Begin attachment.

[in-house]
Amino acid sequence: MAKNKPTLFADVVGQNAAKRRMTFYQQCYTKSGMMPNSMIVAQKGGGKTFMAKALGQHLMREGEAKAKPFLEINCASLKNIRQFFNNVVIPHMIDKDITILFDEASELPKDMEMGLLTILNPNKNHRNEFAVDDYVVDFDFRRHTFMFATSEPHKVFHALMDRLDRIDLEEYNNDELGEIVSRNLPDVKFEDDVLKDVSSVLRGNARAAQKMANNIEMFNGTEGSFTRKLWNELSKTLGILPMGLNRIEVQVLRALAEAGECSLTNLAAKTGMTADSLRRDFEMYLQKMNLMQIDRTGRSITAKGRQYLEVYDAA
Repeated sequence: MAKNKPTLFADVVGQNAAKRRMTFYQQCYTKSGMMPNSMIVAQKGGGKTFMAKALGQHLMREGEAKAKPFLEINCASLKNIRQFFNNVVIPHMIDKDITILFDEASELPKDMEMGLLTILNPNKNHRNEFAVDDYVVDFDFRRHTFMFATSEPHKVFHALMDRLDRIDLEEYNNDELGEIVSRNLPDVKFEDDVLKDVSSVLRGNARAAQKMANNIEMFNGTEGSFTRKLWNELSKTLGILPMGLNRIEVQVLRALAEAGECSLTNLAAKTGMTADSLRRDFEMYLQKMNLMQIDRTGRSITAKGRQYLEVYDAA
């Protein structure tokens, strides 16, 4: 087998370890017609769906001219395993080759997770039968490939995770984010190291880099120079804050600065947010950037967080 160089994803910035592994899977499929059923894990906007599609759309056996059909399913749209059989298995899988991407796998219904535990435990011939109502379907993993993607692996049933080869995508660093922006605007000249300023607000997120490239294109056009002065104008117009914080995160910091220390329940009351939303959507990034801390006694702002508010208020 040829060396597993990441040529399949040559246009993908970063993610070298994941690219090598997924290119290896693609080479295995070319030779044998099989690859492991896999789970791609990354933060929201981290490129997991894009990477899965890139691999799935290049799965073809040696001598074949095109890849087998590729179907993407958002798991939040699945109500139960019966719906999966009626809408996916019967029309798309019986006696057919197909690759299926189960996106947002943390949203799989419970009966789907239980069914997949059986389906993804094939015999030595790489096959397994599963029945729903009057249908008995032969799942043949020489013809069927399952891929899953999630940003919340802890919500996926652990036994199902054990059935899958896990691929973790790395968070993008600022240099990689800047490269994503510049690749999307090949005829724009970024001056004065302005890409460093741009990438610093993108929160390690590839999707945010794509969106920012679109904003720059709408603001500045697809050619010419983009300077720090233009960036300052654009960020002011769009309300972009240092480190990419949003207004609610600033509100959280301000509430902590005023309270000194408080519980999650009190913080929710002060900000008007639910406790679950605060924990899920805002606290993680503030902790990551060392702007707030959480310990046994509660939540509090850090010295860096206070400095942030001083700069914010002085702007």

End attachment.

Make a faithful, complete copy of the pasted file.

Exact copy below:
[in-house]
Amino acid sequence: MAKNKPTLFADVVGQNAAKRRMTFYQQCYTKSGMMPNSMIVAQKGGGKTFMAKALGQHLMREGEAKAKPFLEINCASLKNIRQFFNNVVIPHMIDKDITILFDEASELPKDMEMGLLTILNPNKNHRNEFAVDDYVVDFDFRRHTFMFATSEPHKVFHALMDRLDRIDLEEYNNDELGEIVSRNLPDVKFEDDVLKDVSSVLRGNARAAQKMANNIEMFNGTEGSFTRKLWNELSKTLGILPMGLNRIEVQVLRALAEAGECSLTNLAAKTGMTADSLRRDFEMYLQKMNLMQIDRTGRSITAKGRQYLEVYDAA
Repeated sequence: MAKNKPTLFADVVGQNAAKRRMTFYQQCYTKSGMMPNSMIVAQKGGGKTFMAKALGQHLMREGEAKAKPFLEINCASLKNIRQFFNNVVIPHMIDKDITILFDEASELPKDMEMGLLTILNPNKNHRNEFAVDDYVVDFDFRRHTFMFATSEPHKVFHALMDRLDRIDLEEYNNDELGEIVSRNLPDVKFEDDVLKDVSSVLRGNARAAQKMANNIEMFNGTEGSFTRKLWNELSKTLGILPMGLNRIEVQVLRALAEAGECSLTNLAAKTGMTADSLRRDFEMYLQKMNLMQIDRTGRSITAKGRQYLEVYDAA
């Protein structure tokens, strides 16, 4: 087998370890017609769906001219395993080759997770039968490939995770984010190291880099120079804050600065947010950037967080 160089994803910035592994899977499929059923894990906007599609759309056996059909399913749209059989298995899988991407796998219904535990435990011939109502379907993993993607692996049933080869995508660093922006605007000249300023607000997120490239294109056009002065104008117009914080995160910091220390329940009351939303959507990034801390006694702002508010208020 040829060396597993990441040529399949040559246009993908970063993610070298994941690219090598997924290119290896693609080479295995070319030779044998099989690859492991896999789970791609990354933060929201981290490129997991894009990477899965890139691999799935290049799965073809040696001598074949095109890849087998590729179907993407958002798991939040699945109500139960019966719906999966009626809408996916019967029309798309019986006696057919197909690759299926189960996106947002943390949203799989419970009966789907239980069914997949059986389906993804094939015999030595790489096959397994599963029945729903009057249908008995032969799942043949020489013809069927399952891929899953999630940003919340802890919500996926652990036994199902054990059935899958896990691929973790790395968070993008600022240099990689800047490269994503510049690749999307090949005829724009970024001056004065302005890409460093741009990438610093993108929160390690590839999707945010794509969106920012679109904003720059709408603001500045697809050619010419983009300077720090233009960036300052654009960020002011769009309300972009240092480190990419949003207004609610600033509100959280301000509430902590005023309270000194408080519980999650009190913080929710002060900000008007639910406790679950605060924990899920805002606290993680503030902790990551060392702007707030959480310990046994509660939540509090850090010295860096206070400095942030001083700069914010002085702007």